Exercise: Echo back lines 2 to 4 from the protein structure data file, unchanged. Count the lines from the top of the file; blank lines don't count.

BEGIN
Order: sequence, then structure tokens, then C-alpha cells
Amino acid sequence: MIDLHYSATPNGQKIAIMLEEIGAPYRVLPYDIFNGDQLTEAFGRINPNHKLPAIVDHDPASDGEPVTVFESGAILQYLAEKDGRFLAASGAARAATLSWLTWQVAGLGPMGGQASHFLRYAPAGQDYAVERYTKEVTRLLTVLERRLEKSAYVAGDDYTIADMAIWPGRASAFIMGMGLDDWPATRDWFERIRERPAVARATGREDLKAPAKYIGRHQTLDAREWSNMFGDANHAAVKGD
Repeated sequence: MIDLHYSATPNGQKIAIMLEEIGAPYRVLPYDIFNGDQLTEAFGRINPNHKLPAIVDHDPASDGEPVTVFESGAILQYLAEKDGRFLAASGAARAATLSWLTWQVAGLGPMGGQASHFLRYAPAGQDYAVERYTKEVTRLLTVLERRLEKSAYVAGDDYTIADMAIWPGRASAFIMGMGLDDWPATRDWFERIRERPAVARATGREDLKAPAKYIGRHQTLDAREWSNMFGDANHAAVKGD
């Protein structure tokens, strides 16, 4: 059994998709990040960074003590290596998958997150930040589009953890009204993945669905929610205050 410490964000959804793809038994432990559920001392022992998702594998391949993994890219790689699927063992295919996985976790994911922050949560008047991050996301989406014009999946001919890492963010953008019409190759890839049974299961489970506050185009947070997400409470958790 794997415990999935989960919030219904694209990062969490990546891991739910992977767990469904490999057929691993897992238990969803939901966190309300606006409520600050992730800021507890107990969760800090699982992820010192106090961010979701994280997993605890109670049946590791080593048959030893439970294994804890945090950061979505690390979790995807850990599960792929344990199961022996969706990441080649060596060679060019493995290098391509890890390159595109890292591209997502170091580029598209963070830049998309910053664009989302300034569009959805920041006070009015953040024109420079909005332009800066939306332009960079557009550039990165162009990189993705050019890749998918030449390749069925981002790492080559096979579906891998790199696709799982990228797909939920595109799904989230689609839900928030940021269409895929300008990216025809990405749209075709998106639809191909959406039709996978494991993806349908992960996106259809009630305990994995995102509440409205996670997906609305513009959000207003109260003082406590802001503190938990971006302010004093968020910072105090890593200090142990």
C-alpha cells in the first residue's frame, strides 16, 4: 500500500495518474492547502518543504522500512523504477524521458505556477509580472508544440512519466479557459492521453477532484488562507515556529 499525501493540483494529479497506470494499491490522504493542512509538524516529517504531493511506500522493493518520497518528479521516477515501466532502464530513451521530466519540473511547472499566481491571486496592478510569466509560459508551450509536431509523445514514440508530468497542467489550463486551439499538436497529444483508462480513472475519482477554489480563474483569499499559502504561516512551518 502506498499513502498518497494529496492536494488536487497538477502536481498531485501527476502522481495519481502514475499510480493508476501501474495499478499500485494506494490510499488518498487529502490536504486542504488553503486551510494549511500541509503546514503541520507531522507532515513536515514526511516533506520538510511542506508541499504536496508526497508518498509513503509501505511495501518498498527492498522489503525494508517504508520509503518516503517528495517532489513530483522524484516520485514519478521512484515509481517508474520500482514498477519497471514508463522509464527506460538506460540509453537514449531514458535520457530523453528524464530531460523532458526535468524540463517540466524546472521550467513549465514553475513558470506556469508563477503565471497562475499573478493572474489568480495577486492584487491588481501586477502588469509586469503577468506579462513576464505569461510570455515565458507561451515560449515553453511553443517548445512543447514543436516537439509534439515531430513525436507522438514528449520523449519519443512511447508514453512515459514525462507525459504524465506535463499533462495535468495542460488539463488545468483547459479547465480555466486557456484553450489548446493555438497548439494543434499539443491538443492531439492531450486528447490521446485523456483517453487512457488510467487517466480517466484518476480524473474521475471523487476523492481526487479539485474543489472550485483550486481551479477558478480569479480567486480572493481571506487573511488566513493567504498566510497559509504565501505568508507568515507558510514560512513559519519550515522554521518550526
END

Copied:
Amino acid sequence: MIDLHYSATPNGQKIAIMLEEIGAPYRVLPYDIFNGDQLTEAFGRINPNHKLPAIVDHDPASDGEPVTVFESGAILQYLAEKDGRFLAASGAARAATLSWLTWQVAGLGPMGGQASHFLRYAPAGQDYAVERYTKEVTRLLTVLERRLEKSAYVAGDDYTIADMAIWPGRASAFIMGMGLDDWPATRDWFERIRERPAVARATGREDLKAPAKYIGRHQTLDAREWSNMFGDANHAAVKGD
Repeated sequence: MIDLHYSATPNGQKIAIMLEEIGAPYRVLPYDIFNGDQLTEAFGRINPNHKLPAIVDHDPASDGEPVTVFESGAILQYLAEKDGRFLAASGAARAATLSWLTWQVAGLGPMGGQASHFLRYAPAGQDYAVERYTKEVTRLLTVLERRLEKSAYVAGDDYTIADMAIWPGRASAFIMGMGLDDWPATRDWFERIRERPAVARATGREDLKAPAKYIGRHQTLDAREWSNMFGDANHAAVKGD
């Protein structure tokens, strides 16, 4: 059994998709990040960074003590290596998958997150930040589009953890009204993945669905929610205050 410490964000959804793809038994432990559920001392022992998702594998391949993994890219790689699927063992295919996985976790994911922050949560008047991050996301989406014009999946001919890492963010953008019409190759890839049974299961489970506050185009947070997400409470958790 794997415990999935989960919030219904694209990062969490990546891991739910992977767990469904490999057929691993897992238990969803939901966190309300606006409520600050992730800021507890107990969760800090699982992820010192106090961010979701994280997993605890109670049946590791080593048959030893439970294994804890945090950061979505690390979790995807850990599960792929344990199961022996969706990441080649060596060679060019493995290098391509890890390159595109890292591209997502170091580029598209963070830049998309910053664009989302300034569009959805920041006070009015953040024109420079909005332009800066939306332009960079557009550039990165162009990189993705050019890749998918030449390749069925981002790492080559096979579906891998790199696709799982990228797909939920595109799904989230689609839900928030940021269409895929300008990216025809990405749209075709998106639809191909959406039709996978494991993806349908992960996106259809009630305990994995995102509440409205996670997906609305513009959000207003109260003082406590802001503190938990971006302010004093968020910072105090890593200090142990």